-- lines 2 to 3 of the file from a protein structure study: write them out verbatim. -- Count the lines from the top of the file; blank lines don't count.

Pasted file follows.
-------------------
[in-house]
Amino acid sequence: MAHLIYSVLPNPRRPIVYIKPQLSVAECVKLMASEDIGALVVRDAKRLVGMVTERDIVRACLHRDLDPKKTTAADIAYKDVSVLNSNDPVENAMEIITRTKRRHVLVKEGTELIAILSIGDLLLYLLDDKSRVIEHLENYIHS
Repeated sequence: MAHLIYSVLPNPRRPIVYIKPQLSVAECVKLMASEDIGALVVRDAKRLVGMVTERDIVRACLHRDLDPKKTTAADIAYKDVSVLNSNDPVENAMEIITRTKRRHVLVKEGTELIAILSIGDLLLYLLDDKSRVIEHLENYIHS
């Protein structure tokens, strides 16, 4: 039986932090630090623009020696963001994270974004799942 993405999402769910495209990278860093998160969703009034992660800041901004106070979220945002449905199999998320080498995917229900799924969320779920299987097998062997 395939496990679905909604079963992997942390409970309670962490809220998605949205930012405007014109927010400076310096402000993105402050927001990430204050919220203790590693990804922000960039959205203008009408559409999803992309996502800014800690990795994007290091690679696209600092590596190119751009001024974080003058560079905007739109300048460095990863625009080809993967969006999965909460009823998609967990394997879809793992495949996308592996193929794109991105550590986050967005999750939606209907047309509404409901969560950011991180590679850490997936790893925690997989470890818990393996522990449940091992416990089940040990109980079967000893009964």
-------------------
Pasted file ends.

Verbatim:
Amino acid sequence: MAHLIYSVLPNPRRPIVYIKPQLSVAECVKLMASEDIGALVVRDAKRLVGMVTERDIVRACLHRDLDPKKTTAADIAYKDVSVLNSNDPVENAMEIITRTKRRHVLVKEGTELIAILSIGDLLLYLLDDKSRVIEHLENYIHS
Repeated sequence: MAHLIYSVLPNPRRPIVYIKPQLSVAECVKLMASEDIGALVVRDAKRLVGMVTERDIVRACLHRDLDPKKTTAADIAYKDVSVLNSNDPVENAMEIITRTKRRHVLVKEGTELIAILSIGDLLLYLLDDKSRVIEHLENYIHS